As I have found extensively in my reporting, communally-framed asks do make a difference. Groups of women coming together to ask for universal changes to policies, especially around family leave, can be highly effective at getting results, perhaps much more so than one person making a request.
Family leave is among the 75 things Kathryn has identified as something people can negotiate for beyond just salary. While negotiating for policy changes that can benefit everyone is a wonderful thing to do, Kathryn suggests people be gentle with themselves if they aren’t able to immediately push through better deals for all. “If you are just trying to stay in the game, don’t put that weight on your shoulders,” she recommends. However, that doesn’t mean once you get a better deal, you should forget how you benefited. “There definitely may be opportunities for you to say down the road, 'hey, why don’t we make this standard for everyone?' I was just working with somebody who was negotiating fertility benefits. She found out that her company actually had a surprising IVF benefit that no one would've expected," says Kathryn. "And when she pulled back the curtain on it, it was because of one of the senior leaders who was a woman had negotiated it. Then after she finished negotiating it, she said, ‘By the way, this is important for everyone.’” It was now a universal company policy.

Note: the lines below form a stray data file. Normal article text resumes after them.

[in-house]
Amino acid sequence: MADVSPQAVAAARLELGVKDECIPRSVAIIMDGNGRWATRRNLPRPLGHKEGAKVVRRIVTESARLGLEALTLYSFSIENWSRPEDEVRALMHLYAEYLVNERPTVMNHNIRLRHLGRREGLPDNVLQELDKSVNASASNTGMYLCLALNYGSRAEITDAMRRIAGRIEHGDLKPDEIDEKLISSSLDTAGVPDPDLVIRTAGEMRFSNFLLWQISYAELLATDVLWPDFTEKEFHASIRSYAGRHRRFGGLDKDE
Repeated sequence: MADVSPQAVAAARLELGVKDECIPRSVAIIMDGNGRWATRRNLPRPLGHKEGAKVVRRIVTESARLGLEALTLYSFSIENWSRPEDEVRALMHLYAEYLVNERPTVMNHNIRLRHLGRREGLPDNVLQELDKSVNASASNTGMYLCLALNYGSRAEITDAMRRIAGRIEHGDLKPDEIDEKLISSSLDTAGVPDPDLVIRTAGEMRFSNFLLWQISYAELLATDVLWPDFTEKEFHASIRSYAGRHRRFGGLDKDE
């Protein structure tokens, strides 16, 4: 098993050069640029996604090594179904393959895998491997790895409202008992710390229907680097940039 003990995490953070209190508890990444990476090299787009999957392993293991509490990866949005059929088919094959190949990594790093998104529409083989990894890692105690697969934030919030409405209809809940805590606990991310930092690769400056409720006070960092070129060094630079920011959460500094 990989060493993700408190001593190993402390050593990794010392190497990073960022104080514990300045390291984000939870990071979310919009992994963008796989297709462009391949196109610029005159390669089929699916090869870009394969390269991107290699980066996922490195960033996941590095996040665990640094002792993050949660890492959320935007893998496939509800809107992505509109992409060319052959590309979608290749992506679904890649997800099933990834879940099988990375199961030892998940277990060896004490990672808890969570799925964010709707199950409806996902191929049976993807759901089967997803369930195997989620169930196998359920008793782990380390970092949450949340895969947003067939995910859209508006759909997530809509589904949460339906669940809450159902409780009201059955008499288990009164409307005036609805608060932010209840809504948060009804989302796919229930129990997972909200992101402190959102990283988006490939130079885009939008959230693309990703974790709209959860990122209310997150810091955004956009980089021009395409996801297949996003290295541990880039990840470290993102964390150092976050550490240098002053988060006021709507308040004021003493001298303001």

But let’s be clear that being able to negotiate at all is a privilege. Women who are service workers or are living paycheck to paycheck, the risk of backlash is too great if a negotiation leads to missteps. Part of Kathryn’s work is motivated by her own mother’s story. “I was raised by a single mom who found out she was underpaid by, collectively probably over a million dollars when she retired, but she never negotiated because she couldn't risk it. I think that if she were given these tools, she probably could have.”
And unfortunately, while Kathryn says there are around 60 good studies on gender and negotiation, studies that break down other intersections, especially around race and sexual identity barely exist, and don’t have enough rigor behind them for her to make significant conclusions. “I've seen these intersections come up, but I have not seen the strategy around relational and collaborative negotiation need to change.” (This is frustrating that existing research sees “women” as “cis white women.” If you’d like to read more on specific advice aimed at women of color in the workplace, I’d recommend Minda Hart’s book, The Memo: What Women of Color Need to Know to Secure a Seat at the Table.)
It’s not surprising to me that during this era of professional revaluation and newfound worker power, unions are also having a renaissance, especially in female-dominated fields like retail and food service. I’m all for all of the ways we can come together to stand up for ourselves, and challenging our own assumptions about negotiation can absolutely be an important part of reimagining a better workplace for all.